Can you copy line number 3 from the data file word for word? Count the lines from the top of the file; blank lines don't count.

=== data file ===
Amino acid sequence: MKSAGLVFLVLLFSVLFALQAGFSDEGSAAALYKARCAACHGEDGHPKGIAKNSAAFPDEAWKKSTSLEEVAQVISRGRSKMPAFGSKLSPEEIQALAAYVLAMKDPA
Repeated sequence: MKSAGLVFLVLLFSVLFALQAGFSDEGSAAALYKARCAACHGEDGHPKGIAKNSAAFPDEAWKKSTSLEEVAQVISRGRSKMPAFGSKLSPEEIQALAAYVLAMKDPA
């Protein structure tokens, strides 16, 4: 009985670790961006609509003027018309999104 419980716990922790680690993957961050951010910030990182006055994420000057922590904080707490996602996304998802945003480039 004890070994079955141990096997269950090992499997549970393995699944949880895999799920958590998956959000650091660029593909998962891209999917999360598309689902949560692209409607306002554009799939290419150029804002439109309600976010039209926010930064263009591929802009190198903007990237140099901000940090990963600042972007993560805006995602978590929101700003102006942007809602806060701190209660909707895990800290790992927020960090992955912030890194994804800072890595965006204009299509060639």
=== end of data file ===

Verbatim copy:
């Protein structure tokens, strides 16, 4: 009985670790961006609509003027018309999104 419980716990922790680690993957961050951010910030990182006055994420000057922590904080707490996602996304998802945003480039 004890070994079955141990096997269950090992499997549970393995699944949880895999799920958590998956959000650091660029593909998962891209999917999360598309689902949560692209409607306002554009799939290419150029804002439109309600976010039209926010930064263009591929802009190198903007990237140099901000940090990963600042972007993560805006995602978590929101700003102006942007809602806060701190209660909707895990800290790992927020960090992955912030890194994804800072890595965006204009299509060639």